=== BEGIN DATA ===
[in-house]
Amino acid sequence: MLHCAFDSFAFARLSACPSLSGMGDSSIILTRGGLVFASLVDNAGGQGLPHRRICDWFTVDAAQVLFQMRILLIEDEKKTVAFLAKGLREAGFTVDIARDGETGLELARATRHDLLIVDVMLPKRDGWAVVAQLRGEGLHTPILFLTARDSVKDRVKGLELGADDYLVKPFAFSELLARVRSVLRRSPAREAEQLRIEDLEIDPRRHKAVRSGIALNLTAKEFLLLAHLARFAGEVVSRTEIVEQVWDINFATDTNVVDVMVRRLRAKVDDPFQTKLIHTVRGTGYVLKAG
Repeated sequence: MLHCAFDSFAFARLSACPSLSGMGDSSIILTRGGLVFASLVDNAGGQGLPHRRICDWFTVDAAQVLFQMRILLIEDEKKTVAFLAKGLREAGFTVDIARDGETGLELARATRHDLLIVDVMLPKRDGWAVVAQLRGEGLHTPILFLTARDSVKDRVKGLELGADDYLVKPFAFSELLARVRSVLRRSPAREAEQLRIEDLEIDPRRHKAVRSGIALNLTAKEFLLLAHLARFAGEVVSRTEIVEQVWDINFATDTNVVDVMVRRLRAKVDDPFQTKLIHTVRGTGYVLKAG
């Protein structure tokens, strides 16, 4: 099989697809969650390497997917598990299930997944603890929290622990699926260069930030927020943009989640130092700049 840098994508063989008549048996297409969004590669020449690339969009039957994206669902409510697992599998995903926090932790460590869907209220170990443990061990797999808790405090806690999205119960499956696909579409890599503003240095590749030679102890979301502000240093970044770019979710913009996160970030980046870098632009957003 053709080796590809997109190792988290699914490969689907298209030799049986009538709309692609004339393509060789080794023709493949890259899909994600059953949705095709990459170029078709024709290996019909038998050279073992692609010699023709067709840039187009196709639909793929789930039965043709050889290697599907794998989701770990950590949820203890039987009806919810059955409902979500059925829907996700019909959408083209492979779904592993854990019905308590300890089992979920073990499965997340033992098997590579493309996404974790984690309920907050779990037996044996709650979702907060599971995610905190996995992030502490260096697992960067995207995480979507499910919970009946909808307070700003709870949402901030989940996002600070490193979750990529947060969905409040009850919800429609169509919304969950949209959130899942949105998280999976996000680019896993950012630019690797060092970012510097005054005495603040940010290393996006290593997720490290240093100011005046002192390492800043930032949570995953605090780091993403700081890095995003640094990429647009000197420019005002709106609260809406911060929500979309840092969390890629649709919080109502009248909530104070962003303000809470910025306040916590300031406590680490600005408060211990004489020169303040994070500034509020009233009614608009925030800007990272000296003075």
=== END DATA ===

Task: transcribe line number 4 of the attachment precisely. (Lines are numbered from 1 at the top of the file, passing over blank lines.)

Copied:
């Protein structure tokens, strides 16, 4: 099989697809969650390497997917598990299930997944603890929290622990699926260069930030927020943009989640130092700049 840098994508063989008549048996297409969004590669020449690339969009039957994206669902409510697992599998995903926090932790460590869907209220170990443990061990797999808790405090806690999205119960499956696909579409890599503003240095590749030679102890979301502000240093970044770019979710913009996160970030980046870098632009957003 053709080796590809997109190792988290699914490969689907298209030799049986009538709309692609004339393509060789080794023709493949890259899909994600059953949705095709990459170029078709024709290996019909038998050279073992692609010699023709067709840039187009196709639909793929789930039965043709050889290697599907794998989701770990950590949820203890039987009806919810059955409902979500059925829907996700019909959408083209492979779904592993854990019905308590300890089992979920073990499965997340033992098997590579493309996404974790984690309920907050779990037996044996709650979702907060599971995610905190996995992030502490260096697992960067995207995480979507499910919970009946909808307070700003709870949402901030989940996002600070490193979750990529947060969905409040009850919800429609169509919304969950949209959130899942949105998280999976996000680019896993950012630019690797060092970012510097005054005495603040940010290393996006290593997720490290240093100011005046002192390492800043930032949570995953605090780091993403700081890095995003640094990429647009000197420019005002709106609260809406911060929500979309840092969390890629649709919080109502009248909530104070962003303000809470910025306040916590300031406590680490600005408060211990004489020169303040994070500034509020009233009614608009925030800007990272000296003075």